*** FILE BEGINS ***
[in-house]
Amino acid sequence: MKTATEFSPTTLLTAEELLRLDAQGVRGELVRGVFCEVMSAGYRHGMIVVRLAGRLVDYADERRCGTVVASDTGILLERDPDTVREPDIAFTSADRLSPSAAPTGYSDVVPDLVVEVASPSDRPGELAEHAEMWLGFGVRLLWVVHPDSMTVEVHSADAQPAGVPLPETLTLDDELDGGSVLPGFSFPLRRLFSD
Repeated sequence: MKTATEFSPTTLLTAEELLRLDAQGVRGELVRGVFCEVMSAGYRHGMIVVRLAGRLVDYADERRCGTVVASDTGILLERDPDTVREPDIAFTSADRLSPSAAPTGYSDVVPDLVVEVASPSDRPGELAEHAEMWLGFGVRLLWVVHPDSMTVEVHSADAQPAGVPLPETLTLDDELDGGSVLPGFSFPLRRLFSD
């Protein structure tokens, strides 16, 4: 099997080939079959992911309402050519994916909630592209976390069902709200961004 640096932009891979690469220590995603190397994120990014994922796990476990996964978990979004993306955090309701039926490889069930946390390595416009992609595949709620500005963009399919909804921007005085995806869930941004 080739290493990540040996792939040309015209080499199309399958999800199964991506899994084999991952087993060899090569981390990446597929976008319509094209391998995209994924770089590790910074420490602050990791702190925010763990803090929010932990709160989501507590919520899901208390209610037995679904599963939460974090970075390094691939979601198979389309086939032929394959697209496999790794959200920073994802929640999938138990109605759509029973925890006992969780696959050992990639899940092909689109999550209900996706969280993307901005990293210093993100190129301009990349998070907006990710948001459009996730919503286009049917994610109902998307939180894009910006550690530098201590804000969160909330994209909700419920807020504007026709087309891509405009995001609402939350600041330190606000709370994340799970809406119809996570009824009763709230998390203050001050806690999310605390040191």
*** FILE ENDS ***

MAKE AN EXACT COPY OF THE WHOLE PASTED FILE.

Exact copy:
[in-house]
Amino acid sequence: MKTATEFSPTTLLTAEELLRLDAQGVRGELVRGVFCEVMSAGYRHGMIVVRLAGRLVDYADERRCGTVVASDTGILLERDPDTVREPDIAFTSADRLSPSAAPTGYSDVVPDLVVEVASPSDRPGELAEHAEMWLGFGVRLLWVVHPDSMTVEVHSADAQPAGVPLPETLTLDDELDGGSVLPGFSFPLRRLFSD
Repeated sequence: MKTATEFSPTTLLTAEELLRLDAQGVRGELVRGVFCEVMSAGYRHGMIVVRLAGRLVDYADERRCGTVVASDTGILLERDPDTVREPDIAFTSADRLSPSAAPTGYSDVVPDLVVEVASPSDRPGELAEHAEMWLGFGVRLLWVVHPDSMTVEVHSADAQPAGVPLPETLTLDDELDGGSVLPGFSFPLRRLFSD
């Protein structure tokens, strides 16, 4: 099997080939079959992911309402050519994916909630592209976390069902709200961004 640096932009891979690469220590995603190397994120990014994922796990476990996964978990979004993306955090309701039926490889069930946390390595416009992609595949709620500005963009399919909804921007005085995806869930941004 080739290493990540040996792939040309015209080499199309399958999800199964991506899994084999991952087993060899090569981390990446597929976008319509094209391998995209994924770089590790910074420490602050990791702190925010763990803090929010932990709160989501507590919520899901208390209610037995679904599963939460974090970075390094691939979601198979389309086939032929394959697209496999790794959200920073994802929640999938138990109605759509029973925890006992969780696959050992990639899940092909689109999550209900996706969280993307901005990293210093993100190129301009990349998070907006990710948001459009996730919503286009049917994610109902998307939180894009910006550690530098201590804000969160909330994209909700419920807020504007026709087309891509405009995001609402939350600041330190606000709370994340799970809406119809996570009824009763709230998390203050001050806690999310605390040191």